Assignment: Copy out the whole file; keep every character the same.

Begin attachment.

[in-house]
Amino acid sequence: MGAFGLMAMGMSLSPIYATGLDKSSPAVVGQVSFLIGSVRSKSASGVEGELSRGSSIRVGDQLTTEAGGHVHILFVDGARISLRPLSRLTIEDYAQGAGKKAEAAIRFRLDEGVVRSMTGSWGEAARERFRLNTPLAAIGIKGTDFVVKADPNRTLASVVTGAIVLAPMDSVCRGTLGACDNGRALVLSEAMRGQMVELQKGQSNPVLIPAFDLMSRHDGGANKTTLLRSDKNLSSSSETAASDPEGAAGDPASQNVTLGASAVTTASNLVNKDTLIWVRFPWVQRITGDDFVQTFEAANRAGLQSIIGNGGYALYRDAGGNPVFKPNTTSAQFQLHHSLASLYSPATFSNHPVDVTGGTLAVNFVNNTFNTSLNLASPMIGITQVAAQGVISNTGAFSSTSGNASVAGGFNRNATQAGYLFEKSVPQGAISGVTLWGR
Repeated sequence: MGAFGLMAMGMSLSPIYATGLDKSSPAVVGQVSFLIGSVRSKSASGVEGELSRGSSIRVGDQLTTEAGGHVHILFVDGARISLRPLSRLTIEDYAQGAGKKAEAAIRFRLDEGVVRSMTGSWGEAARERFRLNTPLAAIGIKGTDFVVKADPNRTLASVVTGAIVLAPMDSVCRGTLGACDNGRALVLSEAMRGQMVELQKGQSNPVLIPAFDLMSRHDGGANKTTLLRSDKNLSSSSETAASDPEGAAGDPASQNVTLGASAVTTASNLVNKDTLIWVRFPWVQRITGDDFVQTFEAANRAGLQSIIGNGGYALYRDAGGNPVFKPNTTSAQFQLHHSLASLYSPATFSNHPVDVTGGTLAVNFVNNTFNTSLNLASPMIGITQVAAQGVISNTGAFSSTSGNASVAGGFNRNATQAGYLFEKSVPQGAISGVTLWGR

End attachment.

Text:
[in-house]
Amino acid sequence: MGAFGLMAMGMSLSPIYATGLDKSSPAVVGQVSFLIGSVRSKSASGVEGELSRGSSIRVGDQLTTEAGGHVHILFVDGARISLRPLSRLTIEDYAQGAGKKAEAAIRFRLDEGVVRSMTGSWGEAARERFRLNTPLAAIGIKGTDFVVKADPNRTLASVVTGAIVLAPMDSVCRGTLGACDNGRALVLSEAMRGQMVELQKGQSNPVLIPAFDLMSRHDGGANKTTLLRSDKNLSSSSETAASDPEGAAGDPASQNVTLGASAVTTASNLVNKDTLIWVRFPWVQRITGDDFVQTFEAANRAGLQSIIGNGGYALYRDAGGNPVFKPNTTSAQFQLHHSLASLYSPATFSNHPVDVTGGTLAVNFVNNTFNTSLNLASPMIGITQVAAQGVISNTGAFSSTSGNASVAGGFNRNATQAGYLFEKSVPQGAISGVTLWGR
Repeated sequence: MGAFGLMAMGMSLSPIYATGLDKSSPAVVGQVSFLIGSVRSKSASGVEGELSRGSSIRVGDQLTTEAGGHVHILFVDGARISLRPLSRLTIEDYAQGAGKKAEAAIRFRLDEGVVRSMTGSWGEAARERFRLNTPLAAIGIKGTDFVVKADPNRTLASVVTGAIVLAPMDSVCRGTLGACDNGRALVLSEAMRGQMVELQKGQSNPVLIPAFDLMSRHDGGANKTTLLRSDKNLSSSSETAASDPEGAAGDPASQNVTLGASAVTTASNLVNKDTLIWVRFPWVQRITGDDFVQTFEAANRAGLQSIIGNGGYALYRDAGGNPVFKPNTTSAQFQLHHSLASLYSPATFSNHPVDVTGGTLAVNFVNNTFNTSLNLASPMIGITQVAAQGVISNTGAFSSTSGNASVAGGFNRNATQAGYLFEKSVPQGAISGVTLWGR